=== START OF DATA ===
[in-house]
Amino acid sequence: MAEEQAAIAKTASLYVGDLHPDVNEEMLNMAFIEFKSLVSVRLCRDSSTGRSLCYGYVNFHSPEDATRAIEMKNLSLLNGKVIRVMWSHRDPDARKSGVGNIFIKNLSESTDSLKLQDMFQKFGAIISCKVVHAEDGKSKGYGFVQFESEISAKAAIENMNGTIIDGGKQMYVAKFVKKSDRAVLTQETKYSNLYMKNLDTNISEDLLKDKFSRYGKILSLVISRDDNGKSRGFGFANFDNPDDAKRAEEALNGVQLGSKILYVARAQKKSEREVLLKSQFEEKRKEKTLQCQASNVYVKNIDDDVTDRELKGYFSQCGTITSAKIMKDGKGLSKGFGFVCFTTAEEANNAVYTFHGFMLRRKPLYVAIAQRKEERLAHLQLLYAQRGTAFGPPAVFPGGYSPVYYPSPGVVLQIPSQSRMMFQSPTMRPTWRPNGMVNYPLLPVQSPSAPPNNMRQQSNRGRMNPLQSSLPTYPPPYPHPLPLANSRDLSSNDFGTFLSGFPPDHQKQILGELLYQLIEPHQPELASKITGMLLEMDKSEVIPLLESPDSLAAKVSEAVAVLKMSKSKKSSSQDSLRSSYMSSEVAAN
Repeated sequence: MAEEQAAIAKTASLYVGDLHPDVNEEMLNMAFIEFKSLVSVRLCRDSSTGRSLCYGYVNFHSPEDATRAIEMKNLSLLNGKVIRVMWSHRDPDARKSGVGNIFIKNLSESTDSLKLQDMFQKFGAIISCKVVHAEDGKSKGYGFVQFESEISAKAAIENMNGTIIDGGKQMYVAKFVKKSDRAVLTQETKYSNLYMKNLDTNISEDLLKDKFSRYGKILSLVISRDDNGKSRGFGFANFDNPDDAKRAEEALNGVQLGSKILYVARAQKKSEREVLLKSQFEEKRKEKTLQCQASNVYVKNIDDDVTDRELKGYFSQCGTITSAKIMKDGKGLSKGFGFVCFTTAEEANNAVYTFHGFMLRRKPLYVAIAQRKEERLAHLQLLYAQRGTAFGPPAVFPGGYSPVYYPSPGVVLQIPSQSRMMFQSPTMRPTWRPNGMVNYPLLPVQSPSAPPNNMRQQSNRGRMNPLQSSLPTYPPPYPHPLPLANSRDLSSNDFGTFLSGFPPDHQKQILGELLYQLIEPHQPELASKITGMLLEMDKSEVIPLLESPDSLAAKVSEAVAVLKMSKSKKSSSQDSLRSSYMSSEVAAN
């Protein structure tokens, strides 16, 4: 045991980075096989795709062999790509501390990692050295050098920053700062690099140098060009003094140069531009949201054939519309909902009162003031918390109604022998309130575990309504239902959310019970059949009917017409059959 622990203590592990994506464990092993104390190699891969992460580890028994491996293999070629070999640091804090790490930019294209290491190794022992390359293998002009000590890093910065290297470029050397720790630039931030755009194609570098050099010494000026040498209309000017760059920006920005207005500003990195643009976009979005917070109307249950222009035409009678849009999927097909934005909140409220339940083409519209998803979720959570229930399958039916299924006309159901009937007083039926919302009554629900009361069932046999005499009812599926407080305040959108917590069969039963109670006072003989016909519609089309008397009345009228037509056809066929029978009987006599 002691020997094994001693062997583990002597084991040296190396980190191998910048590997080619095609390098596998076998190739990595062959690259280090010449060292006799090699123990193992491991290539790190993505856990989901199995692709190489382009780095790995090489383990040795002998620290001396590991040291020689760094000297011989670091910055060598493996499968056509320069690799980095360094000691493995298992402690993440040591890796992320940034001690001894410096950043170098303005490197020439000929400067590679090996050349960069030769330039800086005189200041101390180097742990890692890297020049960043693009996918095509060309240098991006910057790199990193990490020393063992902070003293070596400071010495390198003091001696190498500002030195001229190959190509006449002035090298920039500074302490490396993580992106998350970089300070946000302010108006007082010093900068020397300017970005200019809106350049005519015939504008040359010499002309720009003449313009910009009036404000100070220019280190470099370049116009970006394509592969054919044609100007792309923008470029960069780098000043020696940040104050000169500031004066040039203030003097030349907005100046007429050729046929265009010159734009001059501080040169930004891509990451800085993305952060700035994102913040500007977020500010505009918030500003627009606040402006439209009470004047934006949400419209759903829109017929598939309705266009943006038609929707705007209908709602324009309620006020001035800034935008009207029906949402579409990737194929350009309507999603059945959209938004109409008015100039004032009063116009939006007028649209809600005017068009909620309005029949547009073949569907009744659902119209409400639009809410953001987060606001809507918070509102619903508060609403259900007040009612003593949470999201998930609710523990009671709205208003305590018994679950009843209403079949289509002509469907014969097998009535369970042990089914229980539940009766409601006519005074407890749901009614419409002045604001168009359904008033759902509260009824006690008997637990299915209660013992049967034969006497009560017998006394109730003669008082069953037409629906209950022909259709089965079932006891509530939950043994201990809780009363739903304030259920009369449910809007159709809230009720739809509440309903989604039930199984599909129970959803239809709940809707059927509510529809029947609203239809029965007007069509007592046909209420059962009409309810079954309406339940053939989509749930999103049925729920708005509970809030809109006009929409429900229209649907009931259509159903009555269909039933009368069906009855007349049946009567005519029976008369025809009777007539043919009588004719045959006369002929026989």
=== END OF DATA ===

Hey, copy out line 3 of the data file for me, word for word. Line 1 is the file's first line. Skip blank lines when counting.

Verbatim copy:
Repeated sequence: MAEEQAAIAKTASLYVGDLHPDVNEEMLNMAFIEFKSLVSVRLCRDSSTGRSLCYGYVNFHSPEDATRAIEMKNLSLLNGKVIRVMWSHRDPDARKSGVGNIFIKNLSESTDSLKLQDMFQKFGAIISCKVVHAEDGKSKGYGFVQFESEISAKAAIENMNGTIIDGGKQMYVAKFVKKSDRAVLTQETKYSNLYMKNLDTNISEDLLKDKFSRYGKILSLVISRDDNGKSRGFGFANFDNPDDAKRAEEALNGVQLGSKILYVARAQKKSEREVLLKSQFEEKRKEKTLQCQASNVYVKNIDDDVTDRELKGYFSQCGTITSAKIMKDGKGLSKGFGFVCFTTAEEANNAVYTFHGFMLRRKPLYVAIAQRKEERLAHLQLLYAQRGTAFGPPAVFPGGYSPVYYPSPGVVLQIPSQSRMMFQSPTMRPTWRPNGMVNYPLLPVQSPSAPPNNMRQQSNRGRMNPLQSSLPTYPPPYPHPLPLANSRDLSSNDFGTFLSGFPPDHQKQILGELLYQLIEPHQPELASKITGMLLEMDKSEVIPLLESPDSLAAKVSEAVAVLKMSKSKKSSSQDSLRSSYMSSEVAAN